Beautician Class Notes 3

Class Notes

Before REG Beautician class Note 3

How to use a mascara wand:

Let’s start with the obvious: Mascara. Use this type of makeup brush to apply mascara or separate and
declump your lashes after you’ve applied too much product, or gently rub the bristles to remove any
mascara smudges without moving the makeup underneath. Comb it through your brows to help even
out eyebrow makeup, or use it to try soap brows. Use one to apply your eyelash serums or brow
serums, tame flyaways—basically, it’s the one tool that kinda does everything.
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Angled eyeshadow brush

Some eyeshadow brushes are rounded, some are flat, some are tapered—but the brush we’re talking about right now is the angled one. These brushes might be fluffier than an angled eyeliner brush, which
is very thin and flat, but they have a similar slanted silhouette with firm bristles that are shorter on one end and gradually grow longer and fuller toward the other end.

How to use an angled eyeshadow brush

The angled shape of these bristles hug the contour of your brow bone when applying shadow in the crease of your eye (think of it as a contour brush for your eyes). Because the bristles are both dense and fluffy, this type of makeup brush is also super-helpful for diffusing eyeshadow in an outer “V” shape for blended winged shadow. Please Visit our Website www.ritacharitabletrust.org . or Attend our
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  1. Lip liner brush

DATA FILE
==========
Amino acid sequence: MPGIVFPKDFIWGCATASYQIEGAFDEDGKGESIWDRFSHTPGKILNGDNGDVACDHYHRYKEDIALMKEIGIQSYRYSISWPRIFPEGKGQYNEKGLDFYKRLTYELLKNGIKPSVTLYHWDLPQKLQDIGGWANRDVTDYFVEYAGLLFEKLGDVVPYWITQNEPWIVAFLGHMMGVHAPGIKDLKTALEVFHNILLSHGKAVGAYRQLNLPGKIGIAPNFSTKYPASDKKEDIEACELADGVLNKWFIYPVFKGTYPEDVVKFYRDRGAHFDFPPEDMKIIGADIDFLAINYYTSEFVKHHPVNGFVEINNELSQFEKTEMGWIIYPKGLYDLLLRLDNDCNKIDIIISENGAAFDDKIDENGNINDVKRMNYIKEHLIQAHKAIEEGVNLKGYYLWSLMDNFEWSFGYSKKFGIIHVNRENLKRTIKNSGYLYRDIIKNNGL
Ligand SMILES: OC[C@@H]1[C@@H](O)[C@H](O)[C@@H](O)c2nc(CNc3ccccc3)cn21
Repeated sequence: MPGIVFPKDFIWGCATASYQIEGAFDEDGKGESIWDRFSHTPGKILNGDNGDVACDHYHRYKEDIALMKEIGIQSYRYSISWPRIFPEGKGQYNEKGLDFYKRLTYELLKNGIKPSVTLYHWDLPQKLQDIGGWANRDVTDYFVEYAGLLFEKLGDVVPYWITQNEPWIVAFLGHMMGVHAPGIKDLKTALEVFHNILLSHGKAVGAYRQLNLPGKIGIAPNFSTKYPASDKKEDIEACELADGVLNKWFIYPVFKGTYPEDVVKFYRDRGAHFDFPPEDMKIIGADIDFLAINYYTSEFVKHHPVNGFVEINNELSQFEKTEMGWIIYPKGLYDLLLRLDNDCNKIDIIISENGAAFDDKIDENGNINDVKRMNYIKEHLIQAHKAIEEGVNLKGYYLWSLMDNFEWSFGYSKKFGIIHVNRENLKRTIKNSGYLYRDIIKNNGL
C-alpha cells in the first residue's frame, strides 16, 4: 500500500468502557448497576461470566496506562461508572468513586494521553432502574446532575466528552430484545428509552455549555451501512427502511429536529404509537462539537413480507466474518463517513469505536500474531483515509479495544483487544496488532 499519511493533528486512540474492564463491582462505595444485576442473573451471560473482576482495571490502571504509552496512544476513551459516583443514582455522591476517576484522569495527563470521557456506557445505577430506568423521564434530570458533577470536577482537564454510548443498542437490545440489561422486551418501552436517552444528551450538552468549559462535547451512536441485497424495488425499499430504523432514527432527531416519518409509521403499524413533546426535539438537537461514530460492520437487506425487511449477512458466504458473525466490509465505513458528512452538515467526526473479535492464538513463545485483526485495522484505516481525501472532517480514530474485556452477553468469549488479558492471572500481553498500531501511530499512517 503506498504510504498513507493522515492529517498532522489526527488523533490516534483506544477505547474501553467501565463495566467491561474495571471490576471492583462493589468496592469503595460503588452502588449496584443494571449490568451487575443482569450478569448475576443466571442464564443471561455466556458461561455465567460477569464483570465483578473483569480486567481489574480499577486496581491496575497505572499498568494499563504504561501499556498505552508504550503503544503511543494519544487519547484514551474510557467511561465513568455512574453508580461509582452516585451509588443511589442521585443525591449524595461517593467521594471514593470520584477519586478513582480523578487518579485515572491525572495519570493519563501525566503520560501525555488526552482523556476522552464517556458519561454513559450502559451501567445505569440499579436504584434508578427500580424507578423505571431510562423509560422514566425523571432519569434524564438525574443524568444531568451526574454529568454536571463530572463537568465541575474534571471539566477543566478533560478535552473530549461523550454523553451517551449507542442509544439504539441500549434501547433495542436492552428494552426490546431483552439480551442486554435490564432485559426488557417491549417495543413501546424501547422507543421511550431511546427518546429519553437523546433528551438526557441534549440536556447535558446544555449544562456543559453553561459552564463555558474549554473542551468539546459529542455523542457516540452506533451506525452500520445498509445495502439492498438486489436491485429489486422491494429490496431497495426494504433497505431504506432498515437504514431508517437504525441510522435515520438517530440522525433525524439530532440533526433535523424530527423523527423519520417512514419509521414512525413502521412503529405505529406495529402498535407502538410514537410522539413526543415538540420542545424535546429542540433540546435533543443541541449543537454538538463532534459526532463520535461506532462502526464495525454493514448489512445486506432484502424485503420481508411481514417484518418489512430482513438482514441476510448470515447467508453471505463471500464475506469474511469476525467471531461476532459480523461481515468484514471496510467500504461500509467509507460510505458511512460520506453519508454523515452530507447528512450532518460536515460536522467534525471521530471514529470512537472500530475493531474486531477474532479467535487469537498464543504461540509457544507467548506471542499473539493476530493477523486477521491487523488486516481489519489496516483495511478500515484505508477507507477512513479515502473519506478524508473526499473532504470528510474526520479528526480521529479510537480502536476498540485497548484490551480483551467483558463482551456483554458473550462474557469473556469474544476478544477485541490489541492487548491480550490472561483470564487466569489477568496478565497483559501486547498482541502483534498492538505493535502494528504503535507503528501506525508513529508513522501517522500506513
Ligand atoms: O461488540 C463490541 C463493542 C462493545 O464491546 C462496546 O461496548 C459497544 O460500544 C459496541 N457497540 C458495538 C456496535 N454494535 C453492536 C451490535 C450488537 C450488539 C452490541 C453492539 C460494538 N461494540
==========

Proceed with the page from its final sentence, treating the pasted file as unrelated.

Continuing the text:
Maybe you call it a lip liner brush, or maybe you call it a precision liner brush. Either way, you instantly recognize this type of makeup brush when you see it because of its distinct small, pointy shape. One would think the tip of this brush is thin enough that you could count the bristles, but it’s packed full of synthetic hairs to help maintain its
shape so you can draw precise lines in even the tiniest places.
How to use a lip liner brush:

What tiny places are we talking about? Try this brush on the outline of your lips for lip liner or your lash line for tight lightening your eyes. You can also use it for drawing cool, graphic eyeliner à la Euphoria makeup if you don’t have any colorful eyeliner pencils. Pro tip: Hold it at a slight angle (rather than straight up and down) when you draw to make the line smoother and straighter and less shaky.Please Visit our Website
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  1. Duo-fiber brush

A duo-fiber brush is just a fancy way of saying the brush contains two different kinds of bristles with two different lengths. Packing it with two types of bristles makes the brush more compact at the base